Mark Cotta Vaz's luxuriant tome The Art of Batman Begins: Shadows of the Dark Knight presses 144 glossy, full-color pages inside a beautiful, oversized hardcover. Like most "Art of..." film books, this one presents a wealth of preproduction art (digital concept paintings, hand-drawn storyboards, mock-ups, scale models, behind-the-scenes photography, and more), as well as production photography, including some of the widely disseminated photos and a slew of terrific exclusive photos of cast, crew, scenes, and sets (my favorite: a head shot of a fully-costumed Bale peering through the lens of the camera). Each image is meticulously captioned, and Vaz's prose runs through each of six sections ("Beginning," "Batman's Garage," "Batmobile," "Welcome to Gotham," "Secret History," "Inside Arkham") to explain the process of the filmmakers in thought and deed. Throughout the book, Vaz extensively quotes Batman Begins director Christopher Nolan and his longtime production designer Nathan Crowley.
The first and briefest chapter summarizes Batman's 1939 origin, his appeal, and Warner Brothers' history with the character, before getting down to brass tacks by extensively quoting Nolan about his pereception of the character and vision for the film. So far, this is the first Nolan interview I've read in which the director discusses his childhood exposure to Batman via the 1966 TV series (and the 3-D Viewmaster reels!); he also discusses the striking simplicity of the mythic character (even as he compares him to Hamlet and the Count of Monte Cristo). In "Beginning," Crowley also notes that the director was steadfastly resistant to shoehorning anything into the narrative for the express purpose of later marketing it: everything was to serve the story.
The brief but vivid "Batman's Garage" describes Crowley giving Vaz a guided tour of the margins of Nolan's home, particularly the garage where Crowley created concepts for the film under Nolan's vigilant guidance. Every design was meant to be practical and functional in real-life terms, to meet Nolan's goal of realism and allow for the film to be almost wholly captured in camera, with only minimal CGI. Crowley's work involved "kit-bashing" (a method of combining pieces of hobby-store model-kits into new inventions), drafting, and "Photoshopping" concept art, and Vaz includes samples here.
"Batmobile" describes the reasoning behind the Tumbler, which Nolan proposed as a cross between a Hummer and a Lamborghini Countach (not so incidentally, Bruce Wayne drives a Lamborghini Murciélago, which is Spanish for "bat"). The Tumbler was the starting point for the film's design, and we are allowed to peruse clay and kit-bashed models, design art, a spread excerpting the "rooftop getaway" storyboards, and close-up photographs (we also learn that five full-scale Tumblers were created). Vaz provides a guide to the steering, seat, and displays inside the cockpit, with a super-cool two-page splash of the Batmobile's computer status screens; he also includes the comments of transportation captain Dave Ragan.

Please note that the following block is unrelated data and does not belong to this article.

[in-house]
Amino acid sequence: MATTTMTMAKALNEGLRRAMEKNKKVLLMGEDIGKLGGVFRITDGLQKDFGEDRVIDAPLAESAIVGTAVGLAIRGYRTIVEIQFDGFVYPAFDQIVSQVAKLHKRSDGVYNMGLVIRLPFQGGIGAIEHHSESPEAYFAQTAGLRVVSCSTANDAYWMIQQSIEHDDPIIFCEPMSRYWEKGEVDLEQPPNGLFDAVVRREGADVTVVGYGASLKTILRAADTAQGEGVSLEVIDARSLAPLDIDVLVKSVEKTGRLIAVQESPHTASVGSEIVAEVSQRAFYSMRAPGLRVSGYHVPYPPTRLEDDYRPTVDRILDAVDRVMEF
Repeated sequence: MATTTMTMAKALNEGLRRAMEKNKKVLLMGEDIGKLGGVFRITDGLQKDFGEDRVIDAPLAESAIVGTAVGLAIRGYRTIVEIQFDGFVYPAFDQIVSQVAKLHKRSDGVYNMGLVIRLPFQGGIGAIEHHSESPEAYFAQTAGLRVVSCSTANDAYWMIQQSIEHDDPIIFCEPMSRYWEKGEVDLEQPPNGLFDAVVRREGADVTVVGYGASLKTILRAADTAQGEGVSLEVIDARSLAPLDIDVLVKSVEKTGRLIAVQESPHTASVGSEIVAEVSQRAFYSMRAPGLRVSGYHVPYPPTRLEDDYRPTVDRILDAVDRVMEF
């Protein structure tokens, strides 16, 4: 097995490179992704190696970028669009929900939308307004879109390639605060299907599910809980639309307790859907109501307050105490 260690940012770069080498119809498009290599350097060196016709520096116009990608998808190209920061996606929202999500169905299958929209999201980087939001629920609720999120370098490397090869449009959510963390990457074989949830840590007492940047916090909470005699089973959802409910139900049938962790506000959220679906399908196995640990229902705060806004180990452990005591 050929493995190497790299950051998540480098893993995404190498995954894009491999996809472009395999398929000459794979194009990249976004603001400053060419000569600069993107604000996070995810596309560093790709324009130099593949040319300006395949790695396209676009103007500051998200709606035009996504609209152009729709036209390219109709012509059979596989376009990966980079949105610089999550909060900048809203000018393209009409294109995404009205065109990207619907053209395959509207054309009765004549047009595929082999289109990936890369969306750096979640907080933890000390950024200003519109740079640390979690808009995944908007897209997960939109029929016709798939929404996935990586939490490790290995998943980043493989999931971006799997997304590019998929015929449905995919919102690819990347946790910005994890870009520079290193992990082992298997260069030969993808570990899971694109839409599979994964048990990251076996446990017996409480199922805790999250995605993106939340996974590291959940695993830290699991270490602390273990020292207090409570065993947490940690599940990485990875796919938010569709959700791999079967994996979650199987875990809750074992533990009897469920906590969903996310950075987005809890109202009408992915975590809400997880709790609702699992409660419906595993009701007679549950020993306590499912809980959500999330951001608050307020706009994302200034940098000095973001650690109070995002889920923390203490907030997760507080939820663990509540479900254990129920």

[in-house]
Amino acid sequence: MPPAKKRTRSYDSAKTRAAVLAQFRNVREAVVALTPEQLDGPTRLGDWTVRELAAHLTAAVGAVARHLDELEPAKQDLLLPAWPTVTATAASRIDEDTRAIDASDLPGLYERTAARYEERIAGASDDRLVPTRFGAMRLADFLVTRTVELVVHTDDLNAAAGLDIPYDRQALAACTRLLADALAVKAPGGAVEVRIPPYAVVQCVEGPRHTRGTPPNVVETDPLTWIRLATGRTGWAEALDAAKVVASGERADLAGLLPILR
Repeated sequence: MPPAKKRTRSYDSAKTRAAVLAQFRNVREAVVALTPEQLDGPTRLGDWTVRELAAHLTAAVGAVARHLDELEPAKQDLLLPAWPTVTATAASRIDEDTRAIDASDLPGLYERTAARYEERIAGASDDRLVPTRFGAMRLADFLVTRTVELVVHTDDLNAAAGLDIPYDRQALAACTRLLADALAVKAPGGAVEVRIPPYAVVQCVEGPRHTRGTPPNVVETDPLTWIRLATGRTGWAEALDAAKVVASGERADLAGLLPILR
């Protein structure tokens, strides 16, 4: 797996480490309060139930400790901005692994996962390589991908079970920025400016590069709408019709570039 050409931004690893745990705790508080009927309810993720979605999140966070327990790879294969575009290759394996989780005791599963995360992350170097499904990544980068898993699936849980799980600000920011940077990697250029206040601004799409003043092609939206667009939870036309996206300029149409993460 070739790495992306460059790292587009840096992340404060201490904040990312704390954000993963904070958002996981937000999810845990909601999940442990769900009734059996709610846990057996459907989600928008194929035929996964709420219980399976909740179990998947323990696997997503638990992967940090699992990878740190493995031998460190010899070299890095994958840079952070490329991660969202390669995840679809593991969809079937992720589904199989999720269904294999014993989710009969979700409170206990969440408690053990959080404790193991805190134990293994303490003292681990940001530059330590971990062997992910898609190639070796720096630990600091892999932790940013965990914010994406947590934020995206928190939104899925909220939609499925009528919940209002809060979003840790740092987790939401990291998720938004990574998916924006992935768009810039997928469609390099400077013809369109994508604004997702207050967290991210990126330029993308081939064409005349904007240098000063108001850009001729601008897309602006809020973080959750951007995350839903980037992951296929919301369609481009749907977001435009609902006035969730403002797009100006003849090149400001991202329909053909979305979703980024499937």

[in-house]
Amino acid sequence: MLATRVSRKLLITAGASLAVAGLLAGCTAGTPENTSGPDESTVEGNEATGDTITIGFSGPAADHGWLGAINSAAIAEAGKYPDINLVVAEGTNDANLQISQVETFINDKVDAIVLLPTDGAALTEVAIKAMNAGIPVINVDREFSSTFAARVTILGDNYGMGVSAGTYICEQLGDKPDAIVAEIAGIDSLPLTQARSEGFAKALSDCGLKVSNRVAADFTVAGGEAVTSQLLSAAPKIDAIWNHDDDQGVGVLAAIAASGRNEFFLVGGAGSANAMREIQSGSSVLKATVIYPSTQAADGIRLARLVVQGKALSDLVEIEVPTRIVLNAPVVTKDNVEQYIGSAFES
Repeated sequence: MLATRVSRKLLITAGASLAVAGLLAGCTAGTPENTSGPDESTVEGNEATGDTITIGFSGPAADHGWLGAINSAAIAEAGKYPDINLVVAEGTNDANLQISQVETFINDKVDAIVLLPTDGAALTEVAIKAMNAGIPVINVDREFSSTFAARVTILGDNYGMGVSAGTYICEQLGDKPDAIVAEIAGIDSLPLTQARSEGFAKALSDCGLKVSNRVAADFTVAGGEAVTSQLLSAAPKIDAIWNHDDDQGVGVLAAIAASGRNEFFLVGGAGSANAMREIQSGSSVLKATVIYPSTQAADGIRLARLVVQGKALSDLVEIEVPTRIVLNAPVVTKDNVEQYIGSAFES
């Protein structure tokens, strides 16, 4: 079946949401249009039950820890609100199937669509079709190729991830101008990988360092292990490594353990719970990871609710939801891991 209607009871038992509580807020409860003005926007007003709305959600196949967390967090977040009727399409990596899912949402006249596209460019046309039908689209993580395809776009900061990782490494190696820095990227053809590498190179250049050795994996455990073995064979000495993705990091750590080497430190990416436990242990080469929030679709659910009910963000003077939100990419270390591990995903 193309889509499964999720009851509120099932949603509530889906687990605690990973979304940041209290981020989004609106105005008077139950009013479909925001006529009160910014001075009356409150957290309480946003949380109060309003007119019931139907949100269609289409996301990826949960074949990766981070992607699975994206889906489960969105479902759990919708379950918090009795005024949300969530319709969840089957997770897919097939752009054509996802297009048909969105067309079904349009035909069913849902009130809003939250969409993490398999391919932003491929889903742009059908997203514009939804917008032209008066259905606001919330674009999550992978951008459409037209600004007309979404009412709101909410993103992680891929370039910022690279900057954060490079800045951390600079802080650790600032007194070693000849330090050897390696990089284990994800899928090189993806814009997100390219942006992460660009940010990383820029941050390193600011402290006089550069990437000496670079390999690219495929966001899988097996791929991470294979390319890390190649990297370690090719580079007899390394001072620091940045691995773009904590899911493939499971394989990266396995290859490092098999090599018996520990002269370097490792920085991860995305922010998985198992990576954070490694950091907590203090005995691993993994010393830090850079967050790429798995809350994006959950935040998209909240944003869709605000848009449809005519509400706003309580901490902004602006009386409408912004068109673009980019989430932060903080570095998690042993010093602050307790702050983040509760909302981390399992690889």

By providing views of models, mock-ups, design art, as well as photographs of the standing sets and a detailed city map of Gotham, "Welcome to Gotham" digs into Nolan's "New York on steroids." The skyscrapers, girdered bridgework, monorail, and the Batcave are all on display, and another two-page storyboard excerpt depicts Batman's climactic confrontation on the monorail.
Three storyboard spreads grace "Secret History": Wayne's Himalayan trek, his fear-poisoned duel with Ducard, and young Bruce's fall. This chapter focuses on story and character elements, but also two settings: Ra's Al Ghul's monastery (a blend of Icelandic location photography, miniatures, and interior sets) and Wayne Manor. The estate seen in the film is 50% genuine, with the rest shot on sets; a spread offers a detailed production "elevation" of New York's Mentmore House. Some of the most interesting art is included here, with digital character studies and costume designs for Wayne, Al Ghul, James Gordon, Lucius Fox, Alfred Pennyworth, Rachel Dawes, and the League of Shadows (though Alfred's "character sketch" is basically a head-shot of Caine!)
The last chapter, "Inside Arkham," provides character sketches of Dr. Jonathan Crane and his Scarecrow persona, as well as excellent shots of Arkham Asylum (inside and out) and prose explaining the concepts (costume designer Lindy Hemmings enters the conversation in this chapter). Inexplicably, "Inside Arkham" branches out to elements that don't expressly live inside: the microwave emitter; the cape, cowl, gloves, boots, and utility belt of the Batsuit (the tricked-out cowl is explored in cutaway); and Batman's "beginning" arsenal: grappling gun, mini-mines, and (antidote) injector, each with design variants.
Vaz, whose other books include Tales of the Dark Knight: Batman's First Fifty Years, has the requisite expertise and an obvious affection for Batman, though he never imposes any personal idiosyncracies into his fine, concise prose. Batman fans will agree that The Art of Batman Begins: Shadows of the Dark Knight is gorgeous, informative, and essential, though anyone with a curiosity about the design of a blockbuster film will likewise get an education here.